cloth, 237 p., $24
This charming little book does, indeed, describe the passions of a suburban gardener, both for her garden and for “the True Love.” Paths of desire, author Dominique Browning explains, are “traced by people’s habits of movement from one place to another, the paths that make clear where we want to go, and how we want to get there.... regardless of the paths laid down by professionals...people will cut their own convenient, or pleasurable, ways through yards and meadows and fields.” In her book Paths of Desire: The Passions of a Suburban Gardener, Browning recounts the paths she has taken, both in her personal life with “the True Love” and in the remaking of her garden.
As editor-in-chief of House & Garden magazine, Browning is not your average suburban gardener. She has a large number of “Helpful Men” on call. As one of them remarked about fixing her roof, it “just takes time and money. I have the time. You have the money.” Her list of new trees, shrubs and plants would bankrupt most gardeners. Nevertheless, Browning’s story of rebuilding the garden after the back retaining wall collapses, her struggles with varmints, the death of the hemlocks, saving an ancient oak, and battles with her neighbors are all told with wonderful whimsy. The plants and trees take on a life of their own: “Azalea is patient...a sassafras sprout is frantic.”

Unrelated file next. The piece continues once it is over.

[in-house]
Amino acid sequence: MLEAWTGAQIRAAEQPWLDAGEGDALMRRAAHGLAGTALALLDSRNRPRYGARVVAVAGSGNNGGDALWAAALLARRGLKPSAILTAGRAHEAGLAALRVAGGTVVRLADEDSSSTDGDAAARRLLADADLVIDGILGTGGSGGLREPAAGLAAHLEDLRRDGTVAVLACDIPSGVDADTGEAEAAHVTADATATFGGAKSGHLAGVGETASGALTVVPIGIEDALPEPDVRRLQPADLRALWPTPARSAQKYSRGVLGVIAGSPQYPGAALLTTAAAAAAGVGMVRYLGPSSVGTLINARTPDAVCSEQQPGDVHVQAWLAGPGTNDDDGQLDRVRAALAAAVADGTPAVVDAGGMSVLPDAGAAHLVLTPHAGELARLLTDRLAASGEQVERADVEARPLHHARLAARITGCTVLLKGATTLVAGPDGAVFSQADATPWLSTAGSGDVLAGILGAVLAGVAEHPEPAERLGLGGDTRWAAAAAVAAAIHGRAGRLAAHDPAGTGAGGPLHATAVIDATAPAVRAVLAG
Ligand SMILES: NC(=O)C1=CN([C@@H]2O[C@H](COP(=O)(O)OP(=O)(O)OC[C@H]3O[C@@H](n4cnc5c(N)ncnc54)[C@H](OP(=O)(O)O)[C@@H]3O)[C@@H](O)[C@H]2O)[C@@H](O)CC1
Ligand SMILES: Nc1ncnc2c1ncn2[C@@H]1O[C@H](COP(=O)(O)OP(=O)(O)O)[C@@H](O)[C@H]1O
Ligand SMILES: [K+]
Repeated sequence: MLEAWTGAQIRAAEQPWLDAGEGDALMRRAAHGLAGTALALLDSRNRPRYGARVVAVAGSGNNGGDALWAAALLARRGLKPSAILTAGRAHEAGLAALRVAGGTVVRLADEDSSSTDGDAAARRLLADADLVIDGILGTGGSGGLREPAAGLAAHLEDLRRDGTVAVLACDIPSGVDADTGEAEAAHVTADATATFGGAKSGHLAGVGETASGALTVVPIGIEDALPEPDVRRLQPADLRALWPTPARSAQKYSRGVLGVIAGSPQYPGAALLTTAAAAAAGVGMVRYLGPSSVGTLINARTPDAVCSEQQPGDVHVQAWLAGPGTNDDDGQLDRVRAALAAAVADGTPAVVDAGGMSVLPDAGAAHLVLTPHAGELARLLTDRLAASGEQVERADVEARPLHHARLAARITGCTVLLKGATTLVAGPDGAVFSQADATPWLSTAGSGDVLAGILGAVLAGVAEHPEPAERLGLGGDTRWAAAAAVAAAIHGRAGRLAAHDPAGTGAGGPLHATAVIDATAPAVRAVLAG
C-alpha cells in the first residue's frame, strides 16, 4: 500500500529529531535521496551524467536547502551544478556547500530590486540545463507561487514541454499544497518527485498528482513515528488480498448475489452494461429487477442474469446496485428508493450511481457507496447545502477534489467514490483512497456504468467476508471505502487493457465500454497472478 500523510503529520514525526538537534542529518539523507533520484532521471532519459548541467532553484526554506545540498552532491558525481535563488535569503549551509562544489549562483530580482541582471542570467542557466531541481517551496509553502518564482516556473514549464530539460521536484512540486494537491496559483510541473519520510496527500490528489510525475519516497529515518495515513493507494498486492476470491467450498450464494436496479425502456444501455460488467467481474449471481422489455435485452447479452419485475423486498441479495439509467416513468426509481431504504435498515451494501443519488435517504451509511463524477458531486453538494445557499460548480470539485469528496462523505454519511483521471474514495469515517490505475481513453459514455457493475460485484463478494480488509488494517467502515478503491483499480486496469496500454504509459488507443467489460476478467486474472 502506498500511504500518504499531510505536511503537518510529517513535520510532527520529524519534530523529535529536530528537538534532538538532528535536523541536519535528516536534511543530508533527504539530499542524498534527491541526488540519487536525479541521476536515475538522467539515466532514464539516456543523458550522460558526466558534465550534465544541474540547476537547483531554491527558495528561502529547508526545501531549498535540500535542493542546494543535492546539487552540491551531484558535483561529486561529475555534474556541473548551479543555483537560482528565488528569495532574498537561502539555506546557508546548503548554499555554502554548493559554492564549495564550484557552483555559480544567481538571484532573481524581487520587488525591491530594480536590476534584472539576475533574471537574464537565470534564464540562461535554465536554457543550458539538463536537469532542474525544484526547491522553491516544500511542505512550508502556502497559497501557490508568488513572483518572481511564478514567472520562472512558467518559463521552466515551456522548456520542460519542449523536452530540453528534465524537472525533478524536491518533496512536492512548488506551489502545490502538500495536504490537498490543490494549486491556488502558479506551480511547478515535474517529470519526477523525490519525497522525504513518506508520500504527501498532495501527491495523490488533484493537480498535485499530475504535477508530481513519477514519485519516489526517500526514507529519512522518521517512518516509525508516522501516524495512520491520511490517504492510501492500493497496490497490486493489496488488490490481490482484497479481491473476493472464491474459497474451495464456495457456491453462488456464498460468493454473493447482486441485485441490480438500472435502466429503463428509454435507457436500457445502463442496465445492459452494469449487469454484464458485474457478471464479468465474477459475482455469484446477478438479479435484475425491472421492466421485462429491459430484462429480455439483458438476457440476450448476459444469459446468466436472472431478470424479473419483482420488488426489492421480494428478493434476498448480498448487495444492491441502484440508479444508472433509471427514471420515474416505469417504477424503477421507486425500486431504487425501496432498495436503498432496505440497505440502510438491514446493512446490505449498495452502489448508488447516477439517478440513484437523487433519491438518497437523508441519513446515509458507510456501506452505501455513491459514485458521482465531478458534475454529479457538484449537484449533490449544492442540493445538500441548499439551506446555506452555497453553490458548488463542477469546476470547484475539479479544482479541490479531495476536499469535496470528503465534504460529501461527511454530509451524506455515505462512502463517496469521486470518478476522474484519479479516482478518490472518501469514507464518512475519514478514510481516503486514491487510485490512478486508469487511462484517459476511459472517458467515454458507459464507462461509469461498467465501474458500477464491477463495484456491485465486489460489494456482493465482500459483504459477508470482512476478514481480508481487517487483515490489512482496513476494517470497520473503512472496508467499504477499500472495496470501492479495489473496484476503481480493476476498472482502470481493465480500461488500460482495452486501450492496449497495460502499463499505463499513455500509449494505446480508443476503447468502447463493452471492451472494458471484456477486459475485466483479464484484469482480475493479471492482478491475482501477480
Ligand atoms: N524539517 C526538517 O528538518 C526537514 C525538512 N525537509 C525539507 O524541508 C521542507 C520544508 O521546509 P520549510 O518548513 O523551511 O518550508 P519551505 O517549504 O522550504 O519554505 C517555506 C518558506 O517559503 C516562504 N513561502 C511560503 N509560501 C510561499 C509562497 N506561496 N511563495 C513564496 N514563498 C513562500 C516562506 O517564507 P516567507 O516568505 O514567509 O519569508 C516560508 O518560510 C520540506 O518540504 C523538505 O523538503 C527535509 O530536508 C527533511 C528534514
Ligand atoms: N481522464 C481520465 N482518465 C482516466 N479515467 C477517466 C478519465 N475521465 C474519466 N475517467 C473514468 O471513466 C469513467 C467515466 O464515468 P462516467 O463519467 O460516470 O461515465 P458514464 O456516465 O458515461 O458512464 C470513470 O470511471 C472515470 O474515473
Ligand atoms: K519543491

Browning explains in her prologue that this is not meant to be your usual gardening book, but rather a “tale of how the garden feels, or said another way, how the garden makes me, and those who visit, feel.”Paths of Desire provides pleasant and amusing diversion as readers follow Browning along the path she traveled to achieve happiness in her garden created from memories of the past.
— Joan Richards, library volunteer, Chicago Botanic Garden